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Our holdings include hundreds of glass and film negatives/transparencies that we've scanned ourselves; in addition, many other photos on this site were extracted from reference images (high-resolution tiffs) in the Library of Congress research archive. (To query the database click here.) They are adjusted, restored and reworked by your webmaster in accordance with his aesthetic sensibilities before being downsized and turned into the jpegs you see here. All of these images (including "derivative works") are protected by copyright laws of the United States and other jurisdictions and may not be sold, reproduced or otherwise used for commercial purposes without permission.

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[REV 25-NOV-2014]

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Kids' Table: 1966

Kids' Table: 1966

The kids' table in my mother's newly remodeled kitchen in Mount Airy, North Carolina. I'm the girl on the right. It's either Thanksgiving or Christmas 1966. Kitchen is still the same except the oven door was replaced with a white one sometime in the 1980s. Kodachrome slide. View full size.

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Full House

I'm from Canada and remember the "playing card" glasses but I never knew when they came from.


The "kids table" tucked away in the kitchen at a family holidays supper, that brings back so many memories!

Back in the 60's and 70's in Canada a lot of hotdog mustard brands came in glasses, some *exactly* like the ones on the table. There were also the glasses with the hearts, spades, diamond and clubs on them (anyone remember those?)

Ann Page jelly glasses

Ann Page stuff from the A&P frequently came in these. My grandma still has a few of them in her cupboard.

Bama jar glasses

I grew up with those glasses...I believe they were indeed Bama brand jelly jars with the thin metal pop-off tops (no threads needed on the glass lip).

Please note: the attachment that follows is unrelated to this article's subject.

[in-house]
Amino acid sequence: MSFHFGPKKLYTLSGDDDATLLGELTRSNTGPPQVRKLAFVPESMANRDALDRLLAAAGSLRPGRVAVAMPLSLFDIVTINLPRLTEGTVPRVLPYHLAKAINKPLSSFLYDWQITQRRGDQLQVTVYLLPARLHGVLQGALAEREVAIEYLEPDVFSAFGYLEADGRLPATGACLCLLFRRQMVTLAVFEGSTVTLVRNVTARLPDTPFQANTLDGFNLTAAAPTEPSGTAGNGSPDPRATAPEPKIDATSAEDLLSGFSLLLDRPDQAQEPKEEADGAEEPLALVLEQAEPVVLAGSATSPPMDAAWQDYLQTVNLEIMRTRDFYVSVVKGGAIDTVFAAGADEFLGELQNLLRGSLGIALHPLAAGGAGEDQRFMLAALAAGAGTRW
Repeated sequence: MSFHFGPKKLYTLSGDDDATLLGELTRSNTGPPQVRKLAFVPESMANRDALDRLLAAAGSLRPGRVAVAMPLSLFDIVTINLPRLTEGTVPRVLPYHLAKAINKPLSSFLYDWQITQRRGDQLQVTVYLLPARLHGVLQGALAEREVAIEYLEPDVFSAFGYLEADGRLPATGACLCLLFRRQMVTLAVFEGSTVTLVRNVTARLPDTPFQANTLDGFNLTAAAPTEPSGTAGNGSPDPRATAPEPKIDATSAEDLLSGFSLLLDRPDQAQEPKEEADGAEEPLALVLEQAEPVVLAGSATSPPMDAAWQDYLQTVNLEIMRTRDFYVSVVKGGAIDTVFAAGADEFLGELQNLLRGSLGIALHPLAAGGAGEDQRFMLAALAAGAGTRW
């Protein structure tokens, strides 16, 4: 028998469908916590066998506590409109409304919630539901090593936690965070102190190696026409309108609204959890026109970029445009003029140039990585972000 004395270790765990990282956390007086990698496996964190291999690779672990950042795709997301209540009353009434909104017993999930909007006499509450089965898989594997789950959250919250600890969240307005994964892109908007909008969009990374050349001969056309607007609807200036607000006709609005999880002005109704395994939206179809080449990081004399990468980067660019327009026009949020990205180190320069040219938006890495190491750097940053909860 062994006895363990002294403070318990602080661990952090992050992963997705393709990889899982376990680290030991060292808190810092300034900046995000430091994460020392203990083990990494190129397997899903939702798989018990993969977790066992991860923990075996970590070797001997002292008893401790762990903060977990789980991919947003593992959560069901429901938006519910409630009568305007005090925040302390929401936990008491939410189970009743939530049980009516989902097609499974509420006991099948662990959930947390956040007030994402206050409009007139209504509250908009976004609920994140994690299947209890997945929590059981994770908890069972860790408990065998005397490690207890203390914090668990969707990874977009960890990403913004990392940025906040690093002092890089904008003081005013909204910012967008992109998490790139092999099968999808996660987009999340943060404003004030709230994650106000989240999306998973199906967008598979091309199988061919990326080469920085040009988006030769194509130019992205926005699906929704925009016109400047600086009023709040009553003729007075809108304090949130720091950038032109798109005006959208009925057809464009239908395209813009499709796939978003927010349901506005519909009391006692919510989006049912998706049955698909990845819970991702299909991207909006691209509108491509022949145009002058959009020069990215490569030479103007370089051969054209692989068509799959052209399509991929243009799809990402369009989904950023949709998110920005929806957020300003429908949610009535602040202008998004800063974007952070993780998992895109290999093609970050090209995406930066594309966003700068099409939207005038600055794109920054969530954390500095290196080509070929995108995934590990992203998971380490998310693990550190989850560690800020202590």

Half the reason parents bought them was to get the glasses!

Call me Columbo

Oh, by the way, the holiday is Christmas. I know this because the napkin on the table has a Christmas wreath pictured, and chances are it would not be from the Christmas holiday a year before. My kitchen still looks like this, as do my kitchen accouterments as I do not like change.

Classic Kids Table

This is the classic kids table! The wiggly folding table with the vinyl cover, the mismatched chairs and the mismatched kids. Something tels me the two girls were not very happy to be sitting with the two nutso boys.

I can still the remember the year I made the jump to the adult table by absolutely refusing to sit with my crazy cousins who were actually a couple years older than me.

Looks Familiar

Let's see, we had the same cabinets, the same Corningware teapot, the same glasses and I think I see the lid to a Revereware pan above the poster's head. Gotta love this website.

Just like home

Looks like my original kitchen, 1958 Northern Virginia.. Cabinets are now workbenches in the garage. My mom had the Corningware teapot. Which had blue flowers on it.

Deja jelly

I just want to be the third to say that we had those exact same glasses. Round at the top, square at the bottom. A classic design, but what's it called and who designed it? There must be a website somewhere devoted to them/him/her.


Those glasses; we had glasses like that. How did you get our glasses? At some point we also had a quilted card table cover similar to this one. The whole ad hoc auxiliary kids' dining table situation here is classic. As for Pinwheel-Boy, I'm familiar with that look too, but not from babysitting, rather as a fellow practitioner.

Jelly glasses

My family had an assortment of those glasses with the milk. They had Bama jelly in them to begin with; you rinsed them and voila!


Babysitter here. I know that look. Completely insane.

SHORPY OLD PHOTO ARCHIVE | History in HD is a vintage photo archive featuring thousands of high-definition images from the 1850s to 1960s. (Available as fine-art prints from the Shorpy Archive.) The site is named after Shorpy Higginbotham, a teenage coal miner who lived 100 years ago.

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